After a while, I was able to separate home and work life better. That all changed this year upon joining a new school teaching two new subjects. It's basically like my first year again. My BF has been frustrated that I've gone to being relatively relaxed to a stress case at my new job. We've gotten into a lot of fights this year. Part of it is also because the work expectations at this new school are ridiculous and they just have a lot of useless crap that they load onto the teachers who are not treated professionally at all at this school, so I'm leaving this year (along with the rest of the science department, hilariously enough). I expect to spend more time with my BF once this hellish year is over.
     
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  11. Teacher0909

    Teacher0909 Rookie

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    Mar 11, 2017

    Is there a veteran teacher at your school that also teaches the same subject?
     
  12. AmyMyNamey

    AmyMyNamey Comrade

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    Mar 13, 2017

    I used to. And it's because I was putting my lousy little job ahead of my family. When you do that, you are an idiot. You are not saving the world. You are not curing cancer. But you are hurting the most important people in your life, and they are YOUR family—not other peoples' kids with families of their own to care for them.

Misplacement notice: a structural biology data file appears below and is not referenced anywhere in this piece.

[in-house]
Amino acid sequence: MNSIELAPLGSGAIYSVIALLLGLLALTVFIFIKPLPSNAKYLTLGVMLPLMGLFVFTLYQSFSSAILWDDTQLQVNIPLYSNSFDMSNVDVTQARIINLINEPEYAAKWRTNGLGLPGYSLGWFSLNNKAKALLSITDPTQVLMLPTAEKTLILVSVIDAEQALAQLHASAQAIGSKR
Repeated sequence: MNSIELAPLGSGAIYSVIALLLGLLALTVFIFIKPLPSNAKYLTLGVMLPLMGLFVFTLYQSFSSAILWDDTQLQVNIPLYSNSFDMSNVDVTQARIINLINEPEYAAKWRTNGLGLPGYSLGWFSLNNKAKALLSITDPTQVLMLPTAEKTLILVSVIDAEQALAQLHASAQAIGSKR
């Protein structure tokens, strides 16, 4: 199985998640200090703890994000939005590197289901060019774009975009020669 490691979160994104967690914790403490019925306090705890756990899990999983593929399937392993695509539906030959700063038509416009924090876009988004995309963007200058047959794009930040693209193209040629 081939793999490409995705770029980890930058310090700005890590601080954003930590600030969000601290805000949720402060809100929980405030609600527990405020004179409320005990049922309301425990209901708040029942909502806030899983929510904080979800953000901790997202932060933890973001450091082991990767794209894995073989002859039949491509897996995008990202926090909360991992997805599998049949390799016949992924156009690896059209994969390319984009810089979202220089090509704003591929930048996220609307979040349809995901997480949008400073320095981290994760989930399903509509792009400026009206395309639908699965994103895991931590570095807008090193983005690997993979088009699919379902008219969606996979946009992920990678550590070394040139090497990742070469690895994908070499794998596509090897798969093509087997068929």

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  13. Backroads

    Backroads Enthusiast

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    Mar 13, 2017

    I've heard some use the excuse of "These kids neeeeeed people to be there for them!" And sure, it's always nice to have that one teacher that is able to devote 100% of their life to their students.

    But not at the expense of families. Rather, I view putting your own family first as a great example to students.
     
  14. anon55

    anon55 Comrade

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    Mar 14, 2017

    I think it all depends on how much pressure the admin puts on teachers. Last year was my 1st year, and I routinely stayed until 6 or 7 and sometimes even 8:30. The pressure was really put on me though, so I felt I had no choice. This year is way different. I leave at the latest 5 and usually 4 or 4:30, and that's mostly because I like to talk to colleagues and unwind after work. I've realized the more recharged I am, the more of my heart I can put into my classes. When I worked myself to death last year, I was so frustrated and burned out.